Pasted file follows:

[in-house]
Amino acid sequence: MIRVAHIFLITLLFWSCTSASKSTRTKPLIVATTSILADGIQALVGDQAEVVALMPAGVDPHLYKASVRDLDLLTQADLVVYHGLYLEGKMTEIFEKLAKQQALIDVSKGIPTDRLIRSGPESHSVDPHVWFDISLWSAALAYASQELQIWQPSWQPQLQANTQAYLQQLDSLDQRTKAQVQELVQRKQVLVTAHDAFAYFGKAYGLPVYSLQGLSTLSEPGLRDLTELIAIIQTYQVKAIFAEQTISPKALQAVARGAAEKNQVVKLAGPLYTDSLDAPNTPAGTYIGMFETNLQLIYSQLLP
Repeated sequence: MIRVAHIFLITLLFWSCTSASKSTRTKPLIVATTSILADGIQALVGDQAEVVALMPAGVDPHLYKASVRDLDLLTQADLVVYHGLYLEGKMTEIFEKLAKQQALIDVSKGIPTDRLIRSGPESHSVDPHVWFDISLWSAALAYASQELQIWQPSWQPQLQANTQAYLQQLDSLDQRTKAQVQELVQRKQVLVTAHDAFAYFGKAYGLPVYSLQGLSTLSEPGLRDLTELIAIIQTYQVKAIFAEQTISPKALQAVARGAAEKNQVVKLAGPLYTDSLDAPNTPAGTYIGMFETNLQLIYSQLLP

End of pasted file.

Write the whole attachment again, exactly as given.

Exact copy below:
[in-house]
Amino acid sequence: MIRVAHIFLITLLFWSCTSASKSTRTKPLIVATTSILADGIQALVGDQAEVVALMPAGVDPHLYKASVRDLDLLTQADLVVYHGLYLEGKMTEIFEKLAKQQALIDVSKGIPTDRLIRSGPESHSVDPHVWFDISLWSAALAYASQELQIWQPSWQPQLQANTQAYLQQLDSLDQRTKAQVQELVQRKQVLVTAHDAFAYFGKAYGLPVYSLQGLSTLSEPGLRDLTELIAIIQTYQVKAIFAEQTISPKALQAVARGAAEKNQVVKLAGPLYTDSLDAPNTPAGTYIGMFETNLQLIYSQLLP
Repeated sequence: MIRVAHIFLITLLFWSCTSASKSTRTKPLIVATTSILADGIQALVGDQAEVVALMPAGVDPHLYKASVRDLDLLTQADLVVYHGLYLEGKMTEIFEKLAKQQALIDVSKGIPTDRLIRSGPESHSVDPHVWFDISLWSAALAYASQELQIWQPSWQPQLQANTQAYLQQLDSLDQRTKAQVQELVQRKQVLVTAHDAFAYFGKAYGLPVYSLQGLSTLSEPGLRDLTELIAIIQTYQVKAIFAEQTISPKALQAVARGAAEKNQVVKLAGPLYTDSLDAPNTPAGTYIGMFETNLQLIYSQLLP